6 ASC Turnarounds

The Center for Special Surgery (San Antonio, Texas)

Background: When a group of physicians acquired The Center for Special Surgery from their former management company, they assumed full ownership of an ASC that was located in a neglected building and an "eyesore" for both patients and their physicians, according to Eric Day, MBA, ATC, LAT, the current administrator of the center. In 2006, the ASC performed an average of approximately 180 cases per month and made no distributions to physicians. The center "was on a further downhill slide," says Mr. Day.

What worked: The physicians at The Center for Special Surgery began efforts to turnaround their center by engaging a new management company, Regent Surgical Health, to aid them in improving the center's performance. Their first step was to sell the old building that housed the ASC and relocate to a state-of-the-art facility at the Texas Center for Athletes.

The team then focused their efforts on the ASC's reimbursement by reevaluating their current chargemaster and standardizing their charges to a percentage of the Ingenix fee schedule for their market. They reevaluated and adjusted the self-pay fee schedule for both cosmetic and plastic surgery cases so that it was more in line with current market rates. The center also made a strategic decision to remain in-network for all payors in the market, though it had previously considered going out-of-network. "There had been an evolution in the market to where we found it advantageous to remain in-network," says Mr. Day. "We had long standing relationships with many of the payors and we saw this strategy as being the best for the long-term success of the surgery center."

Next, the team began analyzing case costing reports and worked to secure better pricing for both implant and disposable products for orthopedic cases. The administration renegotiated improved rates with nearly all orthopedic vendors and switched GPOs, which led to increased margins on several sets of cases. The center also took advantage of rebate programs and maximized purchases with vendors that had such programs as well as the best pricing, says Mr. Day.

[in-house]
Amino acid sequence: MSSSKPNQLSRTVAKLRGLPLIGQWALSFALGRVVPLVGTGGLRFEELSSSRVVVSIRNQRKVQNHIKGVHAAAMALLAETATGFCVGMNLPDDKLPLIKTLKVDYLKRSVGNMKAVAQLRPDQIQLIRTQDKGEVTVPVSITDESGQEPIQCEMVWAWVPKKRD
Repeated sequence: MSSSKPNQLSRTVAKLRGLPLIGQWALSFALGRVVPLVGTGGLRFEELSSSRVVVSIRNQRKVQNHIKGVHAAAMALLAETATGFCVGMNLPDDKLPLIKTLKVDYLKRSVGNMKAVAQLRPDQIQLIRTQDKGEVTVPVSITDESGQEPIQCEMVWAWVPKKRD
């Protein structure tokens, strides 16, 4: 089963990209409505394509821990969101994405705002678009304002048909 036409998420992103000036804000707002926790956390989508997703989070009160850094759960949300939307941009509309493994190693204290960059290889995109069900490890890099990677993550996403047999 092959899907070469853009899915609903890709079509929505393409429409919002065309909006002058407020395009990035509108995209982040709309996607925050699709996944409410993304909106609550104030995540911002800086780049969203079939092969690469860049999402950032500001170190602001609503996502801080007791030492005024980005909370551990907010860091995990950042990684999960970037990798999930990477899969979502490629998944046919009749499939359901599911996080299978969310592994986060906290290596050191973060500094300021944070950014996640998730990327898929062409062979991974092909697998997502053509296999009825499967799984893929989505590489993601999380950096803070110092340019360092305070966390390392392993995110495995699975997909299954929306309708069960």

Finally, the team looked at physician referral patterns and began to focus on reasons why investors were not utilizing the center to their full potential. "Many of the surgeons had been referring to the same facility for years, and, although they were investors and located in the building, we still had an uphill climb to prove to those physicians that we could provide equal, if not better, service than they had been provided at their previous facility," says Mr. Day. The ASC's leaders emphasized putting the surgeons and patients first and assessed the needs of the surgeons to ensure that the ASC would be a comfortable, accommodating facility, he says.

Results: As a result of turnaround efforts, the ASC experienced an 85 percent growth in volume in 2009, compared to 2006. The ASC also more than doubled the number of physicians who utilized the facility in a year, adding 15 additional physicians from 2006 to 2009. The ASC is now profitable and able to produce monthly distributions to the investors. "We are now comfortable that we are maximizing utilization from our surgeons who have offices in the building and have recently began to recruit new surgeons outside the building," says Mr. Day. "Patient satisfaction scores consistently show that at least 95 percent of the patients seen in the facility would recommend the facility to their family or friends. We were only a fraction of that before the turnaround."

High Pointe Surgery Center (Lake Elmo, Minn.)

Background: When High Pointe Surgery Center opened in 1999, it was a joint venture between a hospital and physician-investors who worked at the hospital. Its administrator lacked experience in running an outpatient facility, the center had developed a culture where add-on cases were discouraged and the anesthesiologists were uneager to stay for additional cases. The center lost nearly $1 million in its first year while performing approximately 100 cases per month when 200 cases were needed just to break even. Additionally, standard processes for collections were inexistent and, at its worst, the ASC was 180 days behind on accounts payable. "Its physician-investors had lost faith in the center," says Kyle Goldammer, senior vice president, Surgical Management Professionals, the ASC management company involved with the center's turnaround.

What worked: ASC leaders and staff from SMP began by focusing on cleaning up the center's business practices and playing catch up with accounts receivable. Additional coders were brought on site to help the center's one part-time coder and standard accounting practices were implemented. Other business procedures, including standardizing admissions processes to ensure that the center had accurate demographic information on hand, were also implemented. After the collections were in order, those functions were moved off site to SMP, and the team moved to adjust the culture of the ASC by emphasizing the importance of putting the patient first, taking additional cases and making the ASC an enjoyable and efficient place to work, says Mr. Goldammer. The physician investors were educated on the importance of bringing their cases to the center, and a new administrator was eventually hired. Additionally, the board provided profit sharing incentives to all employees to better align the staff, and the scheduling team held meetings with physician offices to begin the new effort of marketing the center. .